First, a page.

Monthly Archives: September 2007

A Well Made Shoe Should Last Years

I see this at least once a week and this problem is not only unnecessary but also seems to be gender neutral. In walks a patient, with an otherwise very expensive ($400+) or even an inexpensive (<$25) pair of shoes, having an almost irreparably worn down heel.

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Don’t let this be your shoe. Instead, march your excessively worn heels directly to your local shoe repair shop. They’re professionals and for less than a bargain matinee and a large bag of refillable popcorn, they can create a good as new, flat level heel. Now isn’t that worth it?

In San Francisco’s Financial District, check out Jack’s Shoe Service (415.989.9434) or Anthony’s Shoe Service (415.781.1338). I have used and recommend both. Check em’ out.

Running Shoes – Forefoot Outsole Flex Grooves

A runner came in today with a moderately worn pair of Asics running shoes. Having solved her left heel pain with orthotics some time ago, she was now in my office because she started having increasingly painful ball of the foot pain during her runs.

A quick runway walk down my hall in her Asics shoes showed a stable rearfoot with no excessive pronation in site. Her orthotics were performing like a dream, so that couldn’t be it…what then? Had she changed her mileage or running surface?…No. Had she started to run at a different time of day?..No.

I thought to myself, there had to be a hidden clue – something telling about her shoes. And for me, this is where the fun comes in. I had her shoes off in a flash and got to work. Bending, flexing and twisting her shoes. Vertical heel counter – check. Proper volume – check. Mesh over her bunion – check. and then I saw it, like a lazy snake in the grass. What about the shoes outsole flex point? Could that be the problem? Yes, yes, yes!

Sure enough, when I had her put the shoes back on, I realized that the ball of her foot lay directly over the flex point. Furthermore, this area had no overlying rubber on the outsole and was simply soft EVA, which is pumped full of air for lightness but not necessarily shock absorption. Aha, that was it, the shoe was bending up at at the forefoot flex point, which hammered the ball of her foot against the ground.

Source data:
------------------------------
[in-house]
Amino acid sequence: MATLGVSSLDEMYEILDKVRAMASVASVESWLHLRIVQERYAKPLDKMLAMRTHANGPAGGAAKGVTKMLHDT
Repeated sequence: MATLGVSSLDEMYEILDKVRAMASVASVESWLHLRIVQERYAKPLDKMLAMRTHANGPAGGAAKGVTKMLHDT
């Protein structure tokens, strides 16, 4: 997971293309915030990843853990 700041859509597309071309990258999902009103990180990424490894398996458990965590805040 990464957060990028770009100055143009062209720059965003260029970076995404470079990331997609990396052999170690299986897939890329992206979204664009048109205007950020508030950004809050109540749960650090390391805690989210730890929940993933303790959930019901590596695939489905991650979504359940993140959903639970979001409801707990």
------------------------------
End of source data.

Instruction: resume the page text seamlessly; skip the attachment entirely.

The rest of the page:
This was confirmed by the fact that I had her bring her prior running shoes in which had two flex points instead of one. And neither flex point on the old shoe was centered across the ball of her foot. Another shoe success story, another injury averted and another happy patient.

Take home message – New onset foot pain is not normal. First check the feet and if they’re fine, then check the shoes. Every little thing counts, and you have to be your own best advocate and intimately get to know your shoes.

Cycling Shoes – Cleat Placement

An interesting week, two separate cyclists, two separate injuries, both caused by cleat placement. As an aside, this is a shameless plug for my friend, Jerry Durham who also happens to be an extraordinary Sports Medicine Physical Therapist and maniac Century cyclist. If you’re a cyclist with injuries, need rehab or want a custom bike fitting from someone who knows and understands the biomechanics of cycling better than anyone I’ve ever met, then Jerry is you guy.

Cyclist #1: Numb toes only when cycling distances beyond 14 miles. Return of sensation usually complete by next morning. Hills, speed or terrain don’t affect onset, but distance does. Evaluation of his cycling shoes, showed that they fit perfectly.

Evaluation of his cleats, showed that they were not positioned squarely under the ball of his foot but had been moved forward by the bike shop. With a forward positioned cleat, the push down part of his stroke shifted his body weight in the shoe and because the forefoot of the cycling shoe angled up, when his body weight pushed down, it caused his forefoot to flatten due to the forward cleat placement. This in turn caused nerve compression, leading to numbness. Once we moved his cleat back the numbness stopped.

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Cyclist #2: This patient presented with a stress fracture right, 2nd metatarsal shaft (midfoot). Patient started riding to work 20 miles both ways, 10 miles downhill in the morning, 10 miles uphill after work at 5pm. Patient pushed himself harder and harder during the end of day ride and pleased with his efforts (and screaming endorphins), he decided to train for a Century ride. Committing to a new personal best each day, it was no wonder his foot was the only injured body part. Evaluation of his cycling shoes showed the exact opposite cleat placement from the cyclist above.

Take home message – Check your seat height and check your cleat placement. Oftentimes, cycling ball of the foot numbness can be alleviated with Superfeet, but if not – check where your pedal clips in.

Peace out.

Three Strap Sandal Adjustment

I had a patient come in yesterday with a great pair of 3-strap adjustable sandals. When I had her slip them on and walk, I was amazed at how poorly they stayed on her foot. Walking down the hall, her heel was slipping sideways and her arch appeared to drag nearly on the ground. Because none of us spend much time adjusting straps when we purchase sandals, the following is a brief instructional on a one time correct fit maneuver. Once done, you don’t have to adjust again. This simple adjustment sequence can mean the difference between comfort and sloppy.